Unraveling the Protective Effects of Cognitive Reserve on Cognition and Brain: A Cross-Sectional Study Journal Articles uri icon

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  • This study aimed to investigate the hypothesis that brain maintenance expressed in white matter hyperintensities and brain reserves, defined as gray and white matter volumes, mediate the association between cognitive reserve (CR) and cognitive performance. A cross-sectional population-based observational study was conducted, and the final study sample consisted of 763 participants (282 men and 481 women) with a mean age of 61.11 years (±9.0). Data from different categories were collected from study participants, such as demographic, lifestyle, medical, and psycho-social characteristics. All participants underwent a detailed psychometric evaluation (MoCA and DSST) followed by a brain MRI. Volumetric measurements of the total gray matter (GMvol), total white matter (WMvol), and white matter hyperintensities (WMHvol) were performed using the Computational Anatomy Toolbox 12 (CAT12) and Statistical Parametric Maps 12 (SPM12) based on 3D T1-weighted sequence. Significant direct and indirect effects of cognitive reserve on cognitive functioning were measured with both scales—the MoCA and DSST. In each mediation model, the volumes of WMH and GM were significant mediators for the association between cognitive reserve and cognitive performance. This study confirms the importance of strengthening the cognitive reserve in the course of life through potentially modifiable effects on both cognition and the brain.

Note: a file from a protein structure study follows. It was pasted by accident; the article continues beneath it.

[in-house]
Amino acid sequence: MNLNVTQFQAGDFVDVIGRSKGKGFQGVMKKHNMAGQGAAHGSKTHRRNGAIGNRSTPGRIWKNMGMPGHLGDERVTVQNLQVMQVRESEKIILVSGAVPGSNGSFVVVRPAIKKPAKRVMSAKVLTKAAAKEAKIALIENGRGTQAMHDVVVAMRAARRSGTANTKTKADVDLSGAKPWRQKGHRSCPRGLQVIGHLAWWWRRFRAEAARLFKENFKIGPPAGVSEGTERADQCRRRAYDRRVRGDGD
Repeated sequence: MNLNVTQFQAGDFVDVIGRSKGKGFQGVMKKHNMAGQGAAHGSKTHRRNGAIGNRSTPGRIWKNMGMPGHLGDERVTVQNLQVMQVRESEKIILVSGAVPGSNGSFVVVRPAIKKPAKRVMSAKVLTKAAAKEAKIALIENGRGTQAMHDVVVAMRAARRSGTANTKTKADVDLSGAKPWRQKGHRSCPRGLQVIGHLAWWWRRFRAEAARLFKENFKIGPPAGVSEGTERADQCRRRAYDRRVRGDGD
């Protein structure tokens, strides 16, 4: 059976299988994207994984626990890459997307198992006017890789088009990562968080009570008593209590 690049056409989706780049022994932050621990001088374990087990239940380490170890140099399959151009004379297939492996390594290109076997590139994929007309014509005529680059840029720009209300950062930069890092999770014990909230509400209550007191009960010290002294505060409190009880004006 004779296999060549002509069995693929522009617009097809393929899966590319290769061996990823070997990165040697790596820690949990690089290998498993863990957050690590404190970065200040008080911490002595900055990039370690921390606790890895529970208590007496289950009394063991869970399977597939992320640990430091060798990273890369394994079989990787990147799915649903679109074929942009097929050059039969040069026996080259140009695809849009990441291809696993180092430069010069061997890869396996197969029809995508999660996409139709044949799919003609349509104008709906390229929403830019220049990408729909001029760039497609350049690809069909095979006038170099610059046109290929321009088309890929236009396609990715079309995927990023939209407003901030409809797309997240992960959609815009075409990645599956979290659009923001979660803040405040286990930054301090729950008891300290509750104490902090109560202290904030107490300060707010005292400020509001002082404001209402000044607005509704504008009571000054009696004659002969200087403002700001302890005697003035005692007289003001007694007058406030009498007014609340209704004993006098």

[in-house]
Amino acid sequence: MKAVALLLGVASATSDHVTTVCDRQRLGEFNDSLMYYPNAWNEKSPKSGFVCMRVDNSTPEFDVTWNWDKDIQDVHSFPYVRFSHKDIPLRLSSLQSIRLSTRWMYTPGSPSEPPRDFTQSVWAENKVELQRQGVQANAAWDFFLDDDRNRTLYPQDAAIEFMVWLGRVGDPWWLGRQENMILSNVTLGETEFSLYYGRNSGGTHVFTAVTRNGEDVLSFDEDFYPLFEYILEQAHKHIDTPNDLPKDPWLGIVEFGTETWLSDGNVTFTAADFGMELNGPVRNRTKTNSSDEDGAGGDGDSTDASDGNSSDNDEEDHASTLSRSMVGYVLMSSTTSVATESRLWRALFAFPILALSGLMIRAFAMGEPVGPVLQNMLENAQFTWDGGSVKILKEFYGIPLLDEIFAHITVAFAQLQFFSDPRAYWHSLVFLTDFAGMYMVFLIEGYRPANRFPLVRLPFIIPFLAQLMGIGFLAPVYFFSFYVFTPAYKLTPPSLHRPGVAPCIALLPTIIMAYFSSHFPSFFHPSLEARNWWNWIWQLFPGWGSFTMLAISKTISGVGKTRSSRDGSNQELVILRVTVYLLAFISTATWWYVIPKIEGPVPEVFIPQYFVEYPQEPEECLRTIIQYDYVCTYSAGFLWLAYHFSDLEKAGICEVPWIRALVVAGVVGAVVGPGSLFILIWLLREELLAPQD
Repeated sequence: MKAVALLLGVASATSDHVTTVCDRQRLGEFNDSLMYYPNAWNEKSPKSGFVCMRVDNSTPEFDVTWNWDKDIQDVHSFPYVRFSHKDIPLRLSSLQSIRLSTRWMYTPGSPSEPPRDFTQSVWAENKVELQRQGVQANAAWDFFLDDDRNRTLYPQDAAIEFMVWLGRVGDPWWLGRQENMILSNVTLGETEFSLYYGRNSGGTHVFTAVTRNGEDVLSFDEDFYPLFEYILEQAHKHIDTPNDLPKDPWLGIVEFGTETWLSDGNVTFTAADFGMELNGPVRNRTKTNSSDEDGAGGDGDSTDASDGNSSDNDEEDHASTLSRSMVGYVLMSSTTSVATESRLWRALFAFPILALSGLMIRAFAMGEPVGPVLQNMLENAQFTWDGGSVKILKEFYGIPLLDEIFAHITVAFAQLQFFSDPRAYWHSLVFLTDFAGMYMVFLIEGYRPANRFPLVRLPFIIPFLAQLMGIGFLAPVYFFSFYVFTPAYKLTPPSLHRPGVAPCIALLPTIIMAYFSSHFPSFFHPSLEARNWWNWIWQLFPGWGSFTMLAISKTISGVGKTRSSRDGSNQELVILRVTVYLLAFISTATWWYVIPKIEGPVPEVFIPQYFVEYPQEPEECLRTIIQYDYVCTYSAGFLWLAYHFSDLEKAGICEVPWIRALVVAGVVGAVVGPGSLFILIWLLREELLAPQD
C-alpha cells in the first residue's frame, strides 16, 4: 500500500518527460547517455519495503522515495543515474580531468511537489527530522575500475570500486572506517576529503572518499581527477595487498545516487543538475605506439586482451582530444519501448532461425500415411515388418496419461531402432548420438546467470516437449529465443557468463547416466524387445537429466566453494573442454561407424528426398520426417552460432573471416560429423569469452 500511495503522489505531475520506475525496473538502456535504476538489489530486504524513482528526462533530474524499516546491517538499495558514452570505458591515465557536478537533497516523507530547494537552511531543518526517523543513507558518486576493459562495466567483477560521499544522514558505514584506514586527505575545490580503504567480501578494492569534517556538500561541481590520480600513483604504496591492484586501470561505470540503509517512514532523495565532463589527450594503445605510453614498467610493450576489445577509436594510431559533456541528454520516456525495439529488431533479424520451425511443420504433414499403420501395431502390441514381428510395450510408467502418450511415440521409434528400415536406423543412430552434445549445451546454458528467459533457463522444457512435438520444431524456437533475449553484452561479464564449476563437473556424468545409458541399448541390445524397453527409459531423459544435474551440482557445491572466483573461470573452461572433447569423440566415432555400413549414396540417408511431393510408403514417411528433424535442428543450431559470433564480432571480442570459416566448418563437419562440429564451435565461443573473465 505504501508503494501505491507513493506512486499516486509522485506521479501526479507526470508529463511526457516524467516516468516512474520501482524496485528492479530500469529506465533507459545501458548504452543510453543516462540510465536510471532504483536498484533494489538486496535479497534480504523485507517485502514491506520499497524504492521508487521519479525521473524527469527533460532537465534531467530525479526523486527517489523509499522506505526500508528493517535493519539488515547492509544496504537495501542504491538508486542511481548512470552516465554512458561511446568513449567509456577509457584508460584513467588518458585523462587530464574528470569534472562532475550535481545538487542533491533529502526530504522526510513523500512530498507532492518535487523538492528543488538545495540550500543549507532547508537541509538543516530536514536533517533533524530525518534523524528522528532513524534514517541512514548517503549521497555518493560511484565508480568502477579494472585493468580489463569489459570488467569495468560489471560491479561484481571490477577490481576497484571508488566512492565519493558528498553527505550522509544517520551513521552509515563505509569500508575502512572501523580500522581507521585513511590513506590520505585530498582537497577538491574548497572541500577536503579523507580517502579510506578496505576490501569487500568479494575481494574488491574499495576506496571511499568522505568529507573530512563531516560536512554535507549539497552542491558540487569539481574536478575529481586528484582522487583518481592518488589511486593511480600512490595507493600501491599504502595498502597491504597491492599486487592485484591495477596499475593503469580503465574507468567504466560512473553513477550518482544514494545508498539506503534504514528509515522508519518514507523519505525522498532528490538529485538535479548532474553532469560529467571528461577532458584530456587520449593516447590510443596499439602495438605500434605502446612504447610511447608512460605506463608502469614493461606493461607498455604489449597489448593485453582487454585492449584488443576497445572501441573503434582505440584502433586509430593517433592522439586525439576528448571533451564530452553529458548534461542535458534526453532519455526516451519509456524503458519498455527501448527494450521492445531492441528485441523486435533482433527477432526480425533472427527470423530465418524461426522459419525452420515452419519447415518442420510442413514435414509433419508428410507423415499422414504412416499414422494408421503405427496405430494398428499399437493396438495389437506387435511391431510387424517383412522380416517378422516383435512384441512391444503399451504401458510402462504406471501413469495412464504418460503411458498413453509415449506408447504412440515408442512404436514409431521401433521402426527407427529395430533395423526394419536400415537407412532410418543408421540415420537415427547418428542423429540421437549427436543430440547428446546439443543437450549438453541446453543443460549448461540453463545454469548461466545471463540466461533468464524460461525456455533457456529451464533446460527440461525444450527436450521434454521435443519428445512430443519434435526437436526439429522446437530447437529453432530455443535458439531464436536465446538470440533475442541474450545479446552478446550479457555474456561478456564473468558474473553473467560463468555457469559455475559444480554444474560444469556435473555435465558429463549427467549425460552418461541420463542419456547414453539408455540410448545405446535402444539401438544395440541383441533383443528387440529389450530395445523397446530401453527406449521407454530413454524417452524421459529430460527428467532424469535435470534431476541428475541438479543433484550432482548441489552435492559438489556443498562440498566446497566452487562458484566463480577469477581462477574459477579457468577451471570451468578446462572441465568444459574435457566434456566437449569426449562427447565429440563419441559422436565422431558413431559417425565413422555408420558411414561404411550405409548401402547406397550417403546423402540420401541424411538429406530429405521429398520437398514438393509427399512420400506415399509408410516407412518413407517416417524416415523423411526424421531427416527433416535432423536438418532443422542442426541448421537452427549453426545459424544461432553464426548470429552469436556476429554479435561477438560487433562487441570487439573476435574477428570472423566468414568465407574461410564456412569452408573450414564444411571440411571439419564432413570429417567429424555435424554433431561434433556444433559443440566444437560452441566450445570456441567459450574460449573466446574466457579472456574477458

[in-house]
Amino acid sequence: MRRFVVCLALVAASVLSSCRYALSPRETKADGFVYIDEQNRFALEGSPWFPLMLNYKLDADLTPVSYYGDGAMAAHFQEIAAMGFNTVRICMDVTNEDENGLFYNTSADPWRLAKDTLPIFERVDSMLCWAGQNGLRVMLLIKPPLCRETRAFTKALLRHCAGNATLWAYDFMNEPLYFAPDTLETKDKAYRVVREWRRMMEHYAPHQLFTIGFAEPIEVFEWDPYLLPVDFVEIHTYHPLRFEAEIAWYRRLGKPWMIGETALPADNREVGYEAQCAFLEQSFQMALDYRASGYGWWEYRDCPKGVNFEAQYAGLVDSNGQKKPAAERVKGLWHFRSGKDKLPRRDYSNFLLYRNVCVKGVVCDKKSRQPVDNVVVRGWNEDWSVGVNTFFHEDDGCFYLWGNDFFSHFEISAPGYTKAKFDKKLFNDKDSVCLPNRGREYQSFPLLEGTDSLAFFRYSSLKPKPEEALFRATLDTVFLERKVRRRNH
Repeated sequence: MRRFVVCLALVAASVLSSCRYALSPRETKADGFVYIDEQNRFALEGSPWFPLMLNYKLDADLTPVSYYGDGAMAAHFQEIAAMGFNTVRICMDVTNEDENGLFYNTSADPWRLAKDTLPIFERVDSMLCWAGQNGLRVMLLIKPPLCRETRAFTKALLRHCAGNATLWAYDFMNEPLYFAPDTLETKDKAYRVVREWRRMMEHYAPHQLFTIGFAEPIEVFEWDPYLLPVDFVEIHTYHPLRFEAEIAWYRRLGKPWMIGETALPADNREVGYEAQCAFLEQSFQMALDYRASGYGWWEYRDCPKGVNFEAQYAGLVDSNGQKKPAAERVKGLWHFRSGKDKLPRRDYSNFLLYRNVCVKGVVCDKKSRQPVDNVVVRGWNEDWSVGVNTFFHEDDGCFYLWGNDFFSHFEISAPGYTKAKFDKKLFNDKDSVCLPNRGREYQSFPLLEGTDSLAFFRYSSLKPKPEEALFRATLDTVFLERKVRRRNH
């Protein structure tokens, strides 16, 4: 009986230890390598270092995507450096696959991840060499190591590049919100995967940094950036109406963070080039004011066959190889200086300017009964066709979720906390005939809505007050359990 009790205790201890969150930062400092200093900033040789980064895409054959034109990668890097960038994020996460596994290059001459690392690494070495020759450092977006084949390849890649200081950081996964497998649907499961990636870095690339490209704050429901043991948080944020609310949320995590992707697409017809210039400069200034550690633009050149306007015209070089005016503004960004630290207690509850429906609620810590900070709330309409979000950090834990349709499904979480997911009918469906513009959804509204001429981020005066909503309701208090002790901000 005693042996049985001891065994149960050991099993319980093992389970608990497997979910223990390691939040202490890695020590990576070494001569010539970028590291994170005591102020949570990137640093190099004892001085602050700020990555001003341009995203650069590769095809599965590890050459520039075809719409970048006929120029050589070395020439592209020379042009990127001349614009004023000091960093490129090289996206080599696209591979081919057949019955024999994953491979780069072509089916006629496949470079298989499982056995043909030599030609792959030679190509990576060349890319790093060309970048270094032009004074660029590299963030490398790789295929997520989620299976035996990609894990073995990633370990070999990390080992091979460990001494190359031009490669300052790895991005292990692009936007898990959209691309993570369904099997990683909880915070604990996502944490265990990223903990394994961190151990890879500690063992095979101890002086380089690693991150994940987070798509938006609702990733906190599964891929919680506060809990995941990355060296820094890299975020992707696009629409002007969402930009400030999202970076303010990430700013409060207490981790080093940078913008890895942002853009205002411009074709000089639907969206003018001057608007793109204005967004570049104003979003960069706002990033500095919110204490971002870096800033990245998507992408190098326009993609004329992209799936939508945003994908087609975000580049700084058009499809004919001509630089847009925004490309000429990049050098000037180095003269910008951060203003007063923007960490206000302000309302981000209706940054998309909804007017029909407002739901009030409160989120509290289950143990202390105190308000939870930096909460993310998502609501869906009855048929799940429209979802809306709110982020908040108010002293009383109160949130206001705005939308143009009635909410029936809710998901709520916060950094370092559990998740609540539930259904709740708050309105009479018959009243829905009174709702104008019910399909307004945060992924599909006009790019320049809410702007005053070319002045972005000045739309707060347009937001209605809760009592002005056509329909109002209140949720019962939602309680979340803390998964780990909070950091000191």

• Szcześniak, Dorota
  • Lenart-Bugla, Marta
  • Misiak, Błażej
  • Zimny, Anna
  • Sąsiadek, Marek
  • Połtyn-Zaradna, Katarzyna
  • Zatońska, Katarzyna
  • Zatoński, Tomasz
  • Szuba, Andrzej
  • Smith, Eric E
  • Yusuf, Salim
  • Rymaszewska, Joanna

publication date

  • September 27, 2022